Sprawling parking lots proposed at either of the two Berkeley Marina sites picked as potential locations for a new transbay ferry service have sparked concerns among the city’s planning commissioners.
Four sites have been proposed for an East Bay terminal, three of them in Berkeley and one in Albany, but only the two marina sites are viable candidates, city Planning and Development Director Dan Marks told commissioners last week.
The other sites—one at the foot of Gilman Street and the other at the foot of Buchanan Street in Albany—have “significant environmental impacts and the cities of Berkeley and Albany have opposed them for a long time,” Marks said.
The city’s Transportation Commission is the city’s lead agency for assessing the project, and the San Francisco Bay Area Water Emergency Transportation Authority (WETA) will meet in Berkeley on Jan. 8 to pick the Locally Preferred Alternative, Marks said.
“Don’t let the name fool you,” Marks told commissioners. “It’s not about emergency transportation service; it’s about ferry service.”
The two most probable sites, one on the windward side of the breakwater north of Hs Lordships and the other adjacent to and south of the Doubletree Hotel along Marina Boulevard, would result in major landscape changes as a result of the need to accommodate 400 parking spaces.
“They want our support, but they’re going at it in a rather slapdash manner,” said commission Chair James Samuels.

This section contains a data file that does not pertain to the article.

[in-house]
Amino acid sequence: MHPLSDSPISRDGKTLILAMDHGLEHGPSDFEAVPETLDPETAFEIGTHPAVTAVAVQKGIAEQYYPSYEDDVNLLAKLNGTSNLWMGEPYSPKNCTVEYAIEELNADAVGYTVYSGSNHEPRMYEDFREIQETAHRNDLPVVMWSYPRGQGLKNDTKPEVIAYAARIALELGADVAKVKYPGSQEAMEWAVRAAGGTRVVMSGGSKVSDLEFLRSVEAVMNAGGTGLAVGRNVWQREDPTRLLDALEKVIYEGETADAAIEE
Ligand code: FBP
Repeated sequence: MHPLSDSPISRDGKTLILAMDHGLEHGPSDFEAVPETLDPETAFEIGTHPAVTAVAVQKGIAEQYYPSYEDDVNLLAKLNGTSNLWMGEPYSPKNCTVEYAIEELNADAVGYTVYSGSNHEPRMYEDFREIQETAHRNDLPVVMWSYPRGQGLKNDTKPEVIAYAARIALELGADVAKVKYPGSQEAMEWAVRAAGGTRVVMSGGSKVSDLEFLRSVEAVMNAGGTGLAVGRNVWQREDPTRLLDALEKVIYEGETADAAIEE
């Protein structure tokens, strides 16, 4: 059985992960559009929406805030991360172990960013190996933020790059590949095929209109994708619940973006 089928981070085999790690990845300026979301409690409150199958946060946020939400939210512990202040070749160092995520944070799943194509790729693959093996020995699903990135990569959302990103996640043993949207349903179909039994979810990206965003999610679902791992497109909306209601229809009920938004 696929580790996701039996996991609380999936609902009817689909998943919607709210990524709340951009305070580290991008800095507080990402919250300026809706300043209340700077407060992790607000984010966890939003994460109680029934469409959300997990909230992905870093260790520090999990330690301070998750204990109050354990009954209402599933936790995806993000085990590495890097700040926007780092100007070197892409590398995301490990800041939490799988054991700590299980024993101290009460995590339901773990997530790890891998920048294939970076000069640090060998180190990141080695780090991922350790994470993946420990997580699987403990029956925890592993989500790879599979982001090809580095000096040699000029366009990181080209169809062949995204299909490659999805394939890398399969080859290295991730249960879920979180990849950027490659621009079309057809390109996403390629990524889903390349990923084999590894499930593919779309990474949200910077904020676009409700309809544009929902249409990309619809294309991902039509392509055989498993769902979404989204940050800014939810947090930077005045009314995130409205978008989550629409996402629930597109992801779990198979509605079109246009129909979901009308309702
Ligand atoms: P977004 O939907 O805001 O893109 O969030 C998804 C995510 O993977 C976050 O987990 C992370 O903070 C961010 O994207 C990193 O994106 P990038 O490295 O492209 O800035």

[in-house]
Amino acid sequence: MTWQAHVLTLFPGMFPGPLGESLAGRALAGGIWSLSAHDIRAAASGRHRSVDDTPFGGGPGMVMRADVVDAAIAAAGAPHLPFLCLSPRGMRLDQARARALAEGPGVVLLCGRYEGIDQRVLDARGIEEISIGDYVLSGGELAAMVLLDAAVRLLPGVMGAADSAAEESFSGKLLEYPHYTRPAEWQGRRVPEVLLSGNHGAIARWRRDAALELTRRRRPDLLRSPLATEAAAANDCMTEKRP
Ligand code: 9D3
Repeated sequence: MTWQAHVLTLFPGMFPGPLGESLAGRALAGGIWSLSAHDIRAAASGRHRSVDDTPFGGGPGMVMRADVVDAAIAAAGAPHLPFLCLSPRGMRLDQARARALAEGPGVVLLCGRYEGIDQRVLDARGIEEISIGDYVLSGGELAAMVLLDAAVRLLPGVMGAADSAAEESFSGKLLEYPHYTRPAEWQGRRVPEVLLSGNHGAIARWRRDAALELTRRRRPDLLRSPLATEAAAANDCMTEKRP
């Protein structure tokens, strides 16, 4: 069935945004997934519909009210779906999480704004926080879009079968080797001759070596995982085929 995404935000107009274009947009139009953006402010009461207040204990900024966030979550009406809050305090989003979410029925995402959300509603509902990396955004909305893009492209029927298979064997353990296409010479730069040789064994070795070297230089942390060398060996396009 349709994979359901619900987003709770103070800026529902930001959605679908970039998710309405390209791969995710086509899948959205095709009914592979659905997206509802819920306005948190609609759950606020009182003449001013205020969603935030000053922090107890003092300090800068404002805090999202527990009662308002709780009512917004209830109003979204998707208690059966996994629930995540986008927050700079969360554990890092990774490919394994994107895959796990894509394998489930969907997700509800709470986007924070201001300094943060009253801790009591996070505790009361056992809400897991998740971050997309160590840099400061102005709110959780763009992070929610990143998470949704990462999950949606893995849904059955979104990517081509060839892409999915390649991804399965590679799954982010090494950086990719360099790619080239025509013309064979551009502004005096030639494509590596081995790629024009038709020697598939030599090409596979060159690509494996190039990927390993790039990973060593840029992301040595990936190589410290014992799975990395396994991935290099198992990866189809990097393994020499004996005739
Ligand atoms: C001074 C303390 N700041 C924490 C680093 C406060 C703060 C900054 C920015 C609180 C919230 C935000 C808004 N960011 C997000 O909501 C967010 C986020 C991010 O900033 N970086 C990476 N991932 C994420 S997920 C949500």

“No comment,” said Marks.
Commissioner James Novosel said he was troubled by the parking proposal. “The one at Hs Lordships flattens out the landscaping and gets rid of the privacy screen, and the parking for the other is just godawful,” he said, and both have “an overwhelming, unappealing aesthetic.”
“We’re hamstrung here,” said Sam-uels. “What if we had a two-story building for parking like what you find at a shopping center?” he mused.
Commissioner Gene Poschman raised a broader question. “To what extent are the issues of sustainability, carbon footprints, etc., considered in the EIR? From what I’ve read about ferries, they really have minimal impacts on reduction of greenhouse gases or carbon footprints.”
Dorothy Walker, the newest member of the commission, called the parking proposals in the draft EIR “a terrible use of waterfront land” and said the transportation authority should consider a structure instead.
But she did like the ferry if it would result in shuttle service to the UC campus (her former employer) and North Berkeley.
“So the shuttles would be for people who live in condos in downtown Berkeley who commute to work in downtown San Francisco,” Poschman responded.
“We have an opportunity for a well-funded public agency to help us with our public transportation,” said Walker. “And if we can get them to provide some service that augments what we already have,” then Berkeley should avail itself of the opportunity.
“I don’t know why they wouldn’t just stay on BART,” said commissioner Patti Dacey, who said Walker seemed to be suggesting that “if we’re going to have the shuttle, we should have the ferry, even if it makes no sense.”
The full document is available online at the WETA website: http://www. watertransit.org/newsInformation/publicnotices.aspx
The two marina sites would require considerably less dredging than the sites on either side of Golden Gate Fields. Total project costs, including construction and the cost of new ferries, is estimated at $58.1 million.